- The antesignani engaged the enemy first by hurling their pila and then drawing swords and clashing with the enemy line.. When they tired, ceased to gain the advantage, or were pushed back, the hastati moved in. If the hastati ran into similar problems, the triarii engaged the enemy. (In Caesar's armies, the order of battle was reversed.).
- If a victory were won, the cavalry would pursue the enemy. If the day were lost, the legion would retire to the camp using their reserves or the least exhausted troops and the cavalry to cover their retreat.
Since unbroken cohorts couldn't be attacked effectively except along their flanks, cavalry were used most of the time to attack enemy cavalry rather than infantry. If the cavalry couldn't be used for some reason, it was held in reserve to the rear of the formation.
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Close Combat Tactics
The Romans stabbed rather than sliced with their gladii. Favorite targets were the face, the belly and the legs. Here's an excerpt from Caesar's Legions by Sekunda, Northwood, & Simkus (see the Ancient Rome page for a more bibliographic info) which describes Roman fighting tactics:
"The Romans used their swords to stab, keeping the hilt low and thrusting at the face, abdominal cavity and legs of an opponent. The thorax was avoided . . . Cutting strokes were avoided as much as possible . . . The Romans were said to have despised enemies, who laid about themselves with long slashing blades, and despatched them with ease . . . The recruits would be taught to use the legionary shield as a weapon as much as a defence. . . . The boss of the shield was certainly used to punch opponents and the edge may also have been used to strike an enemy in the face; the latter method is shown in early gladiatorial sculpture, but might have required more strength to achieve than was possessed by the average soldier."
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Auxiliary Fighting Tactics
Bowmen (sagittarii) and slingers (funditores) were skirmishers having no regularly assigned tactical position. Slingers were normally stationed, intermingled with the archers, on the flanks to protect the legionaries from cavalry attack. However, they were sometimes used as light infantry in front of the legionaries or to provide covering fire for infantry during a siege.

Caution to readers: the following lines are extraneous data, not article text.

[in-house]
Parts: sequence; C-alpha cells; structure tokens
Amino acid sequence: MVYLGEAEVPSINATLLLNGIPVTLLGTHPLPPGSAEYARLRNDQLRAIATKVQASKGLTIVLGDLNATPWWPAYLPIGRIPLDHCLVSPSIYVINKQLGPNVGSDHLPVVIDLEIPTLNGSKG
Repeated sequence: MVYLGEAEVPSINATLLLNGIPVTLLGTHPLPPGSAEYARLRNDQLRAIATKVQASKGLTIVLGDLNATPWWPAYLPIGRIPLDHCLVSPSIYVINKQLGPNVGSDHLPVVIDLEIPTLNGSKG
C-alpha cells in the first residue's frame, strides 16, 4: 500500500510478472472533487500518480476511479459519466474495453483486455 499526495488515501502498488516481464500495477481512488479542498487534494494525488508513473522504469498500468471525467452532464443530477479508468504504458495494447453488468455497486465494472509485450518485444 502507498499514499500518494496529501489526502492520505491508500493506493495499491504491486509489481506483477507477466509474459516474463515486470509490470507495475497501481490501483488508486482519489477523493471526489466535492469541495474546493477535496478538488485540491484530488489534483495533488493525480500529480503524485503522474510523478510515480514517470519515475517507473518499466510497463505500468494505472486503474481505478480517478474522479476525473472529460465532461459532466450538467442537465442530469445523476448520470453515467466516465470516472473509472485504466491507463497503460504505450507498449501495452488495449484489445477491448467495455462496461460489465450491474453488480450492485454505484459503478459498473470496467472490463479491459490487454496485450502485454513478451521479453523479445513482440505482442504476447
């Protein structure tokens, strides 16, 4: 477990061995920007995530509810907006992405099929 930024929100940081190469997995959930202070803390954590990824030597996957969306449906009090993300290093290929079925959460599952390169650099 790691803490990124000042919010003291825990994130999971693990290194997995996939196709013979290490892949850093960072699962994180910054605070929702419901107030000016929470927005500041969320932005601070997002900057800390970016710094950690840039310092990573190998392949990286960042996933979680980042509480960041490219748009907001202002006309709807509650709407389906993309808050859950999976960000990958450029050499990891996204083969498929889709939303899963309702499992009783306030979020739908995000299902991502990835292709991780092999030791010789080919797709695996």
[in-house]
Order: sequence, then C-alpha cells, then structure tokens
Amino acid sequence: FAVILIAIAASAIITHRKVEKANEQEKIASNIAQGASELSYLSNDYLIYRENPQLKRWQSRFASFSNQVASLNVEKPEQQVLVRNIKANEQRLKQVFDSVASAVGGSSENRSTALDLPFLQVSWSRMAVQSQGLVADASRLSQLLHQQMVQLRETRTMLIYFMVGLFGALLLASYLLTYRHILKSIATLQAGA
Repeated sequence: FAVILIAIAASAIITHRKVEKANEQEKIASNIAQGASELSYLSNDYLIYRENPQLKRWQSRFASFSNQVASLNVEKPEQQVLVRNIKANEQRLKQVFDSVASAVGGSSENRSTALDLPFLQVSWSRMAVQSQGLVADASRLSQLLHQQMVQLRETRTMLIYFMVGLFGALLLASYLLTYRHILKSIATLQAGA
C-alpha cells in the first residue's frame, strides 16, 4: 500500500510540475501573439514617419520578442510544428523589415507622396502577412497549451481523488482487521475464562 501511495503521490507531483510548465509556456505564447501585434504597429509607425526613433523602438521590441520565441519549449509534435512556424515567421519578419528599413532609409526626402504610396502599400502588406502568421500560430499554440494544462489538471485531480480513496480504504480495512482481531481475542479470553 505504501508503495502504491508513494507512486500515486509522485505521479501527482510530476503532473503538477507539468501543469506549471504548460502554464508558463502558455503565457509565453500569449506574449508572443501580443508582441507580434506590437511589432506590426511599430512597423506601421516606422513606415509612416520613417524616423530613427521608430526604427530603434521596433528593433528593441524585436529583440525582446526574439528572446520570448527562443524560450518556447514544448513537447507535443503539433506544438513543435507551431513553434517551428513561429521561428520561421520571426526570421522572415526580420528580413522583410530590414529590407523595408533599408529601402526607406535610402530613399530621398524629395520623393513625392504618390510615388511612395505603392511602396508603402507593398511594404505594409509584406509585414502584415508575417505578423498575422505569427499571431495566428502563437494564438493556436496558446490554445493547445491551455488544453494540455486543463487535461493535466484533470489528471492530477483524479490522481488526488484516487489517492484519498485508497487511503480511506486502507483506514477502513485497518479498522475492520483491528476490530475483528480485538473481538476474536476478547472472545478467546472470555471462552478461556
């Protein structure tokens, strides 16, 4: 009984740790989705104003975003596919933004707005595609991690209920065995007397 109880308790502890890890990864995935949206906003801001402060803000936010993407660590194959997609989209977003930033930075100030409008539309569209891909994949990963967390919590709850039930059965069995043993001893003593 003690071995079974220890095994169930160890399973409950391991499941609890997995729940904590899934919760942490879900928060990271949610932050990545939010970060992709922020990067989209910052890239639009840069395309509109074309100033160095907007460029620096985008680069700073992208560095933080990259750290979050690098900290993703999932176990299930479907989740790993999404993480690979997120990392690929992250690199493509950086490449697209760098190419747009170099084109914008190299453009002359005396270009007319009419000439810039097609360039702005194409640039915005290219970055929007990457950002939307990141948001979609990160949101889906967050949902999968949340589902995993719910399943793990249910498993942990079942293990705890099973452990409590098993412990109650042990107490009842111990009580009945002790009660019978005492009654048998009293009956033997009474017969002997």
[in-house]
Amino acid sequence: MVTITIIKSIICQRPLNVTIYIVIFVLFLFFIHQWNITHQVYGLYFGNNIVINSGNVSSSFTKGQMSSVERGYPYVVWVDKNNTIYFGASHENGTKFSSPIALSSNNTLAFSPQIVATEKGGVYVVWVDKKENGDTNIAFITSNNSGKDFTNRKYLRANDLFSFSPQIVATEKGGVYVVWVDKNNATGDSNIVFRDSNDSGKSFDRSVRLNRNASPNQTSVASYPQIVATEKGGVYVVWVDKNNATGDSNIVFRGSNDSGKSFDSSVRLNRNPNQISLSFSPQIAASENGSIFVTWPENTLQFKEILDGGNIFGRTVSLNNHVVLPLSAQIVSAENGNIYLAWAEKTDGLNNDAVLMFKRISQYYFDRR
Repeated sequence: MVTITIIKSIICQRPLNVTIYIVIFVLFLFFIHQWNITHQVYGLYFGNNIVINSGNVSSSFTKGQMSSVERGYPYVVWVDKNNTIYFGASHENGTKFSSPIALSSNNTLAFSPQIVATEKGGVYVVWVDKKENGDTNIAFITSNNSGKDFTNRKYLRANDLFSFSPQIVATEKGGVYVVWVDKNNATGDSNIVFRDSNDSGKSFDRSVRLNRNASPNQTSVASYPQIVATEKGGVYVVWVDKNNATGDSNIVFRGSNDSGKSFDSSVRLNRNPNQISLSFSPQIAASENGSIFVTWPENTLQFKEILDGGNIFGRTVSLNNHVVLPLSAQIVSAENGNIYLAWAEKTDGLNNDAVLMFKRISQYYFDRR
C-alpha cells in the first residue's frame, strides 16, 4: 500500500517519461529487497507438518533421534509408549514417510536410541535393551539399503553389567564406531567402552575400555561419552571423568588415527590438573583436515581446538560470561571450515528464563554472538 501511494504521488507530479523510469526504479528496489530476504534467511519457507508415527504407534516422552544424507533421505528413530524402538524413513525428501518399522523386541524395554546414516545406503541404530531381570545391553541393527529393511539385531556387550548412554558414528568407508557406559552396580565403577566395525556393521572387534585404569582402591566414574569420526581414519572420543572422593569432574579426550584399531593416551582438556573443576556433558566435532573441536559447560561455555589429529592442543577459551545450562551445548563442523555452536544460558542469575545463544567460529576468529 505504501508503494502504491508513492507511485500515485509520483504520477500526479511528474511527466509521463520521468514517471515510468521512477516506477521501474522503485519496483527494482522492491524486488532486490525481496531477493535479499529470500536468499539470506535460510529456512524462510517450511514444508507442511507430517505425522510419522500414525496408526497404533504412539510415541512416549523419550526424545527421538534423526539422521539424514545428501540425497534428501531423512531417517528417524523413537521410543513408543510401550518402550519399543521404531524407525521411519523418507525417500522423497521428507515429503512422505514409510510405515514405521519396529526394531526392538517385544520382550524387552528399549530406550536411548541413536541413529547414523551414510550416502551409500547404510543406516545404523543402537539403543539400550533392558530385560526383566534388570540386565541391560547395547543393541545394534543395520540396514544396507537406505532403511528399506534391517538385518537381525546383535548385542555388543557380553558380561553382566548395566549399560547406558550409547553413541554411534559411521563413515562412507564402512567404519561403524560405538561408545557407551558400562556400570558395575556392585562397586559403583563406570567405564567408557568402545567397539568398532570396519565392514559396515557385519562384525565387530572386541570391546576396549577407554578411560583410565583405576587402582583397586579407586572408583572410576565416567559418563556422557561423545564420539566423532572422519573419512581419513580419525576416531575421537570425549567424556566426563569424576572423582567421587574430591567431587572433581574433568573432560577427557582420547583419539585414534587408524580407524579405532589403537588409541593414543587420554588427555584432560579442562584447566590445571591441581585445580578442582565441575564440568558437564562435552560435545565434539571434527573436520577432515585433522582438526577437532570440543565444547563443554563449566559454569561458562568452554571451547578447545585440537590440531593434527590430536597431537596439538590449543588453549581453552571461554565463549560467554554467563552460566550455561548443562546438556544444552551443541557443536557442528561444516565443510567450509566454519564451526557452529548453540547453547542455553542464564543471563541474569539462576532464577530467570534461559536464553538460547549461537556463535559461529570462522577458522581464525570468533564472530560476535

Fustibalatores (sling-staffers) would have acted with the archers to engage the enemy at long range and attempt to break their forward momentum. Conventional funditores (slingers) might sometimes be used this way; but, most of the time, they were employed to protect the flanks of a formation or to provide covering fire during an advance.
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- The chief standard of the Legion was its aquila-- an Eagle atop a thick, spiked golden staff, which was carried by an aquilifier (Eagle-bearer). The eagle gripped a golden thunderbolt in its talons, its wings were lifted and head tilted forward as if it were ready to take off.
- To lose or surrender an aquila or any other standard was a shameful disgrace. On the march, the army's standards were carried at the head of the legions. In the camp, they were planted in the ground inside of special shrines of their own, while watch was kept over them
- An army of seven legions in three lines--roughly 25,000 men--would represent a front of a mile and half.
- The legionary bore his scutum on his left arm and used his gladius with his right.
- The light infantry was charged with replenishing the fighting line's supply of javelins by collecting javelins hurled at the army's forces.
- The military language of the time reflects how the Romans used the standards to signal movements in battle. Here's a few examples:
- signa inferre = to attack
- signa referre = to retreat
- signa convertere = to turn about
- conversa signa inferre = to turn around and attack
- Before going into battle, the auspices were taken. A sacrifice of sheep, ox, and/or pig would be made; and a priest would examine its entrails to see if the signs were favorable for victory.
- A purple tunic was hung in front of the commander's tent to signify that battle was about to be given.